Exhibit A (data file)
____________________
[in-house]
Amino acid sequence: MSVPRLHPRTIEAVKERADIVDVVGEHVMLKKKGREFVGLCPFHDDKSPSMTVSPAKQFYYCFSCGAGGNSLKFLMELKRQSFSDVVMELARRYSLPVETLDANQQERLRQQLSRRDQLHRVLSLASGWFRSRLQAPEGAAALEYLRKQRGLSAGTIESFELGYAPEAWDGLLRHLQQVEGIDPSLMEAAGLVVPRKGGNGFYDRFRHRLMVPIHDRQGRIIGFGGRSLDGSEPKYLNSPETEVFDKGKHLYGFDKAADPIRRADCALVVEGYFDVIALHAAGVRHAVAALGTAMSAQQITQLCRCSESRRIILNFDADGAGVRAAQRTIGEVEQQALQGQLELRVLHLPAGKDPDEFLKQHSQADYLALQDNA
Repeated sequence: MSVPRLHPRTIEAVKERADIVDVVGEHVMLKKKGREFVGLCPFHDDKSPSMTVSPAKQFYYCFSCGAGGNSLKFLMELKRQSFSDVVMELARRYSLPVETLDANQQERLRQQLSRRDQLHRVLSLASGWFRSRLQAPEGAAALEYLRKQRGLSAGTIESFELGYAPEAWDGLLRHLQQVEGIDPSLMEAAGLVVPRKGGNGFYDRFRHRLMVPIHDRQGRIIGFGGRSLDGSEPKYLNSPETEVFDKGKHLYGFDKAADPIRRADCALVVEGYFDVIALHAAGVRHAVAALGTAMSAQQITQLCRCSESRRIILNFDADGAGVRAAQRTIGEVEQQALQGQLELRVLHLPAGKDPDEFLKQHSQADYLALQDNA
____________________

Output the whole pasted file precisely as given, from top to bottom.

[in-house]
Amino acid sequence: MSVPRLHPRTIEAVKERADIVDVVGEHVMLKKKGREFVGLCPFHDDKSPSMTVSPAKQFYYCFSCGAGGNSLKFLMELKRQSFSDVVMELARRYSLPVETLDANQQERLRQQLSRRDQLHRVLSLASGWFRSRLQAPEGAAALEYLRKQRGLSAGTIESFELGYAPEAWDGLLRHLQQVEGIDPSLMEAAGLVVPRKGGNGFYDRFRHRLMVPIHDRQGRIIGFGGRSLDGSEPKYLNSPETEVFDKGKHLYGFDKAADPIRRADCALVVEGYFDVIALHAAGVRHAVAALGTAMSAQQITQLCRCSESRRIILNFDADGAGVRAAQRTIGEVEQQALQGQLELRVLHLPAGKDPDEFLKQHSQADYLALQDNA
Repeated sequence: MSVPRLHPRTIEAVKERADIVDVVGEHVMLKKKGREFVGLCPFHDDKSPSMTVSPAKQFYYCFSCGAGGNSLKFLMELKRQSFSDVVMELARRYSLPVETLDANQQERLRQQLSRRDQLHRVLSLASGWFRSRLQAPEGAAALEYLRKQRGLSAGTIESFELGYAPEAWDGLLRHLQQVEGIDPSLMEAAGLVVPRKGGNGFYDRFRHRLMVPIHDRQGRIIGFGGRSLDGSEPKYLNSPETEVFDKGKHLYGFDKAADPIRRADCALVVEGYFDVIALHAAGVRHAVAALGTAMSAQQITQLCRCSESRRIILNFDADGAGVRAAQRTIGEVEQQALQGQLELRVLHLPAGKDPDEFLKQHSQADYLALQDNA